Dolph Lundgren's a cop playing by his own rules who finds the rules have changed when an alien drug dealer attempts to rule the streets of Houston--at Christmas!
It's "Dark Angel," the 1990 riff on buddy cop films, "Terminator," "Predator" which is coming to Blu-ray later this month from Shout! Factory in a pretty spiffy disc.
"Dark Angel," known among the late-night cable and VHS set as the more appropriate "I Come In Peace," was the second feature directed by longtime stunt coordinator Craig R. Baxley. Baxley, who put in time directing episodes of "The A-Team" before stepping things up with the incredibly nuts Carl Weathers/Craig T. Nelson/Vanity joint "Action Jackson" (wherein our hero murders the villain with his car), and "I Come In Peace" is no different in its level of action/comedy tropes cranked up to 11.
Dolph Lundgren plays Houston cop Det. Jack Caine, whose partner is killed in a drug bust gone wrong with the deliciously evil yuppie White Boy gang (in a weird plot tangent that actually gets ignored somewhere in the back half). When an otherworldly visitor (Matthias Hues) makes off with all of the heroin from the crime scene (and kills a couple of White Boys on his way out), Caine's just this close to suspension, on the wrong side of both the White Boys and his pathologist ex (Betsey Brantley), and worse, he's forced to partner up with by-the-book Fed Special Agent Smith (Brian Benben).
High art, it isn't, but Baxley--working from a screenplay by Jonathan Tydor and Leonard Maas Jr. (with work by "Spider-Man" and "Mission: Impossible" screenwriter David Koepp)--is one of those guys who knows the craft of cutting and shooting a film. And that's essential. "I Come in Peace," as silly and broad as it can get, remains a lean action movie at 91 minutes, racing along at a rapid clip from one explosive setpiece to another. Even by 1990 dollars, Baxley's $5 million wasn't a lot to work with, but he throws his very game actors into the middle of it and they bring 110% to their roles.
Lundgren is the MVP here, clearly having fun with the role as a wise-cracking cop who occasionally gets to dole out roundhouse kicks to drug dealers and street criminals. He and Benben don't exactly have a natural chemistry (this isn't Murtaugh and Riggs, you understand), but both actors were willing to run at full speed away from last-minute fireballs and you have to respect that.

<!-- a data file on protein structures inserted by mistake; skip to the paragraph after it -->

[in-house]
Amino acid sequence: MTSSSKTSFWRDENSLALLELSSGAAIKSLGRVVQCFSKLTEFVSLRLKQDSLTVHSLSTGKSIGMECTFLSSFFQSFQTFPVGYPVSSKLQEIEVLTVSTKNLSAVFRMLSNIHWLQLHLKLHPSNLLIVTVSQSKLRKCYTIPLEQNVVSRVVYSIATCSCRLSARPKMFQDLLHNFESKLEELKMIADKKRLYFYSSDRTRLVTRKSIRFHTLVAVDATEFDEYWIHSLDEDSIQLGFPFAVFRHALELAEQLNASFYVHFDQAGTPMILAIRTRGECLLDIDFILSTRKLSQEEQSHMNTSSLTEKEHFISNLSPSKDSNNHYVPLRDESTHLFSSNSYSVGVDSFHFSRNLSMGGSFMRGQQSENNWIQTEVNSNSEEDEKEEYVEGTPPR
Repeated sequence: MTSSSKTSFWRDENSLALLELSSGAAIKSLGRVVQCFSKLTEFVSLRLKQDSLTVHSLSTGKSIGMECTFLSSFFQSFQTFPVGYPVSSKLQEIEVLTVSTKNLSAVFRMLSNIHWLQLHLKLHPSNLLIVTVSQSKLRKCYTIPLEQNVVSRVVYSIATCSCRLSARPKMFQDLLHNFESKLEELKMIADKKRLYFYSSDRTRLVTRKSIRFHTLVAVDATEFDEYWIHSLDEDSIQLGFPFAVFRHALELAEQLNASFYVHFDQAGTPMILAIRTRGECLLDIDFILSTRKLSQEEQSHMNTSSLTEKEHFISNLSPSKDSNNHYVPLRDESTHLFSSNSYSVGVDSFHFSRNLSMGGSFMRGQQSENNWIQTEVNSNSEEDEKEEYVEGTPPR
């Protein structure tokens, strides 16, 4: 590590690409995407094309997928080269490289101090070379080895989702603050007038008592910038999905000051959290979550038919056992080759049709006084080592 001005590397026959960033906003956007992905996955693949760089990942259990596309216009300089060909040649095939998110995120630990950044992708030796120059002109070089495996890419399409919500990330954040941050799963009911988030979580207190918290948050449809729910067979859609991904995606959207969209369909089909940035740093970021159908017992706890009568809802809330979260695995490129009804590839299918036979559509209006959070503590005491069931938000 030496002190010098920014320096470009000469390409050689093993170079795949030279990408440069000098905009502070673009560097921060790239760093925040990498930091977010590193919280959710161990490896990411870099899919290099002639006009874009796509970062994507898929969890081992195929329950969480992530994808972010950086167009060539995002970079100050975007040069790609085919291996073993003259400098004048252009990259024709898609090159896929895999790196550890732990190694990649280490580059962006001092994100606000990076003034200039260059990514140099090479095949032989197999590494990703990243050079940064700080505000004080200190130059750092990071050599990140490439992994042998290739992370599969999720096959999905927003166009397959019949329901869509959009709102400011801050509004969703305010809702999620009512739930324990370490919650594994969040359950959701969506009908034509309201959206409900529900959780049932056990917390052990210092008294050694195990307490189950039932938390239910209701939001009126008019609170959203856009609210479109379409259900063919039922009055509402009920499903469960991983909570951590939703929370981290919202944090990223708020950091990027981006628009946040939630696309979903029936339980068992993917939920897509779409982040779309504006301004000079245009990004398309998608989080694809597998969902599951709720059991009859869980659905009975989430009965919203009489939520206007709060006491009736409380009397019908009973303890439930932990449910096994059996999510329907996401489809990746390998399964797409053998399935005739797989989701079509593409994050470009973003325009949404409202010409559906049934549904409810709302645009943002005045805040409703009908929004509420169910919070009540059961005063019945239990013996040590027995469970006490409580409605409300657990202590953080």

Again, "I Come In Peace" moves along so quickly, you don't really get a chance to pay attention to the seams. It's just one fun section after the next (with the briefest of love scenes thrown in) before lurching towards another synth rock-scored moment of violence.
While it would have been nice to get some commentary or maybe a word from the film's writers, the 24-minute featurette looking back at the making of the film is still a highlight for Shout! Factory's disc. Let's see what else is on there:
- A Look Back at "Dark Angel" (24:19, HD): In separate interviews, director Craig R. Baxley and stars Dolph Lundgren and Brian Benben talk about the stunts and making of the film. Baxley reveals that the $5 million budget was stretched to the breaking point with his liberal use of explosions throughout the film, plus we learn that star Matthias Hues (a real-world Olympian) is really good at outrunning fireballs. There's a slightly sloppy piece of editing at the start of the featurette, beginning mid-word Baxley's opening statement about the film.
- Theatrical Trailer (02:43, HD):
- Poster and still gallery
"Dark Angel" will be available on Blu-ray from Shout! Factory on August 27.